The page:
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Coaches stay connected to students at home through social mediaSubmitted: 03/23/2020
Story By Mazie Vincent

Coaches stay connected to students at home through social media
RHINELANDER - Athletes across country are trying to cope with sports being put on hold during the coronavirus pandemic.

With the future of spring sports up in the air, many high school coaches are trying to find ways to keep kids motivated and working out from home.

One Rhinelander coach is using social media to do that.

"Hey everybody Coach Kraemer setting up another week of in-season training for a lot of us."

This is the new normal for coaches across the country.

"We have an opportunity to better ourselves," Kraemer said.

Rhinelander track coach Aaron Kraemer is using Facebook to keep in touch with his athletes and students.

"I'm urging you to remember the things that we talk about all the time in our sports. That is to control what you can control and do the best you can with the opportunities that you have," Kraemer said.

Kraemer is challenging his athletes to try and do the exact workout they would do at school.

He's made spread sheets that outline workouts for each day. All exercises and workouts can be done from home or outside in their own neighborhoods. Sprints, weight training, stretches and of course good rest. 

"One thing we can control is, the way we workout and the things that we do," Kraemer said.

Most importantly, he hopes the kids take this time to learn about themselves.

"I urge you all to just take a chance to sit down, talk to your family, talk about what's important and talk about structuring the time to do certain things. Make it the best for finding what you are good at, what you can build and what you can do," Kraemer said.

Sports might be on hold for a while. But Coach Kraemer says he's using this platform to try and keep his kids on track and be a shining light in these trying times.

"You have an opportunity to be better and to get better and be the best possible person coming out of this. Don't wallow in self-pity or self-loathing. Don't wallow in what's been taken away from you, celebrate what's been given to you and the opportunities that we have," Kraemer said.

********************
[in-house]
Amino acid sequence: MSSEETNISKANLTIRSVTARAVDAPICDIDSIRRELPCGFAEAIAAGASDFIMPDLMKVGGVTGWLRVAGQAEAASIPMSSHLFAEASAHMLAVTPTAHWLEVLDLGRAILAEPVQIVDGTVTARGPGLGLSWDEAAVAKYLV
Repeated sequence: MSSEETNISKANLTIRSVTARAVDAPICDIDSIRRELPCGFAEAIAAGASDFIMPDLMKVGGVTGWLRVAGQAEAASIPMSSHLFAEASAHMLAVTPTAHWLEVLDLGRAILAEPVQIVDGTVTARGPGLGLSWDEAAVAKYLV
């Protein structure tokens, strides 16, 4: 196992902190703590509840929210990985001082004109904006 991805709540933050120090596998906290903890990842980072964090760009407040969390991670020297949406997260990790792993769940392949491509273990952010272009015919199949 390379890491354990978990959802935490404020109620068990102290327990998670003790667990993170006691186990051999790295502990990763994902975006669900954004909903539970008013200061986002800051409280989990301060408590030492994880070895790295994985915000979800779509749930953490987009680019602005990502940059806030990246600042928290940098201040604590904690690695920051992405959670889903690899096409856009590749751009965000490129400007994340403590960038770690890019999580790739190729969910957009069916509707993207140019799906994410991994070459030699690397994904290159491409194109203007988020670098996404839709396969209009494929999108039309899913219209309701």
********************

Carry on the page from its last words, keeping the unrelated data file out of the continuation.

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Hodag Lanes Closing Submitted: 08/14/2020

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RHINELANDER - After over 50 years of staying open, Hodag Lanes in Rhinelander has officially closed its doors.

"I mean COVID has hit the bowling business really, really hard no matter where your bowling center is," said Sharon Cline, bowling manager at Hodag Lanes.

And with the construction on Stevens Street, the bowling alley was in a tough situation.

"The construction was also a big play for us because with all the construction out here it was tough for anybody to get through," Cline said.

A lot of memories were created in the bowling alley for various citizens in the city.

"I probably started bowling in the early '80s on the Wednesday night women's league," said Sherri Schilleman, Rhinelander resident. "We had the 9 o'clock slot I believe back then."

For her and many families in Rhinelander, bowling was very popular.

"Bowling is actually a big sport in Rhinelander," said Schilleman. "And I think in the last couple of years bowling was actually starting to make another comeback. So it's sad because people are gonna have to find something else to do."

But Cline is hoping that this won't be the end for Hodag Lanes.

"It is costly to have a bowling center but we're just hoping again that we can get up and running again," said Cline. 

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For parents wanting an alternative option, they can sign up for the districts online option by tomorrow night, August 9th, 2020. 

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